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Ron K Unz

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NEWS
May 8, 1994 | AMY WALLACE, TIMES STAFF WRITER
When 32-year-old theoretical physicist Ron Unz decided to run for governor, even some friends tried to talk him out of it. "Politics is not the kind of thing you expect geniuses to go into," said Eric Reyburn, who attended Harvard University with Unz. Rivko Knox, Unz's aunt, worried that the race would be brutal. "I said: 'Can you take criticism? What if you speak and people laugh at you?' " David Horowitz, the conservative activist, was more blunt.
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NEWS
October 6, 1999 | JENIFER WARREN, TIMES STAFF WRITER
Seeking to position himself as a courageous outsider eager to tackle issues that mainstream politicians ignore, software entrepreneur Ron Unz--leader of last year's winning war on bilingual education--Tuesday declared himself a Republican candidate for the U.S. Senate seat of Democrat Dianne Feinstein. Unz, 38, said he jumped into the race because politicians of both parties "are avoiding issues that are important to society but are considered too controversial" by elected officials.
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NEWS
May 27, 1994 | GEBE MARTINEZ, TIMES STAFF WRITER
Gov. Pete Wilson's reelection campaign is running into trouble in Republican-rich Orange County, with one-third of GOP voters saying they intend to cast their ballot for his relatively unknown opponent in the June 7 primary and a fifth saying they will defect to the Democrats in November, according to a Times Orange County Poll.
OPINION
May 30, 1999 | Scott Holleran, Scott Holleran has written about politics and health care for the Miami Herald and the Philadelphia Inquirer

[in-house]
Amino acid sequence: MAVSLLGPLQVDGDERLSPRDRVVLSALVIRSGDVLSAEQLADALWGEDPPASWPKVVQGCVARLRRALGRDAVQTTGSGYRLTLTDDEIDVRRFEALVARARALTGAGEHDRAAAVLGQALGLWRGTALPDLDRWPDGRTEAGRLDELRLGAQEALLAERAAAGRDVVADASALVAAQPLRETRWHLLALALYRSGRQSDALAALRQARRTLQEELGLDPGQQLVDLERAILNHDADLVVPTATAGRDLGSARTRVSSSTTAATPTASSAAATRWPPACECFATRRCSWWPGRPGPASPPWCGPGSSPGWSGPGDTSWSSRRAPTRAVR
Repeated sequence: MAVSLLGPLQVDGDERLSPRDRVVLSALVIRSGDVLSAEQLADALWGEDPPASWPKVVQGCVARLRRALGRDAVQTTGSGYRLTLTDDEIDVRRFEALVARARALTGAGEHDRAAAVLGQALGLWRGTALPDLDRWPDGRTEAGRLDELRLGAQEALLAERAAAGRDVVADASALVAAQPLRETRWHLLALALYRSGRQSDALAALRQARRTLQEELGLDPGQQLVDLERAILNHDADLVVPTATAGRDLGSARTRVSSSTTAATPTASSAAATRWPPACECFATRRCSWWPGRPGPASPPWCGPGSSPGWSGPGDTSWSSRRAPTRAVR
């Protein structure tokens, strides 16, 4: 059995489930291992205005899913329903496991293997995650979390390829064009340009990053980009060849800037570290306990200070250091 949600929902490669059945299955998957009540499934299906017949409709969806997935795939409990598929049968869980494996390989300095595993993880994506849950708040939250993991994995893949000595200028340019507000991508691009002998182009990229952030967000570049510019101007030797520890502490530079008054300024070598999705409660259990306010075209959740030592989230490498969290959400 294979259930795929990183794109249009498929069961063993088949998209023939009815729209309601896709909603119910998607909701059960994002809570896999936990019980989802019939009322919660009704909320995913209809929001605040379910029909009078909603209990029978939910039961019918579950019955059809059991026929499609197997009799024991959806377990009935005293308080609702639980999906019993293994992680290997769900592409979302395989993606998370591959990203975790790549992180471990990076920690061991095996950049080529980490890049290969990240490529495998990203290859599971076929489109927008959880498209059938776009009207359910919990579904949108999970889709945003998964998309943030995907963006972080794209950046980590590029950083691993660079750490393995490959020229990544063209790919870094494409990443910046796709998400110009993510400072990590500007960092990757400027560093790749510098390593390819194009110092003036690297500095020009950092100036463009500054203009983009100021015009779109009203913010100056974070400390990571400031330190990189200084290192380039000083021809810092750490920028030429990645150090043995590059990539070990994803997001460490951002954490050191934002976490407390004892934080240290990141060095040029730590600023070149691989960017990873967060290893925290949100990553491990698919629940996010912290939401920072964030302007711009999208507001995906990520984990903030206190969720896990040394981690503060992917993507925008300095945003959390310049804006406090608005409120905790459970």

Software entrepreneur Ron K. Unz, the Silicon Valley millionaire who led the successful campaign to end bilingual education in California's public schools last July, has a new crusade: campaign-finance reform. While campaigning for the anti-bilingual initiative, Proposition 227, Unz says he was shocked by what he calls California's "wild, wild West" electoral system.
NEWS
April 5, 1994 | AMY WALLACE, TIMES STAFF WRITER
Capping a months-long "stealth campaign" intended to take Gov. Pete Wilson by surprise, a 32-year-old Silicon Valley entrepreneur plans this week to launch a $1-million, statewide media blitz to introduce California voters to what his literature calls "the Republican candidate for governor." Ron K.
NEWS
May 22, 1998 | NICK ANDERSON, TIMES STAFF WRITER
The head of Univision Communications, one of the most prominent Spanish-language media companies in the United States, has given a whopping $1.5 million from his own pocket to fight California's anti-bilingual education initiative, a campaign finance statement filed Thursday shows. The contribution by A.
NEWS
February 6, 1998 | NICK ANDERSON, TIMES STAFF WRITER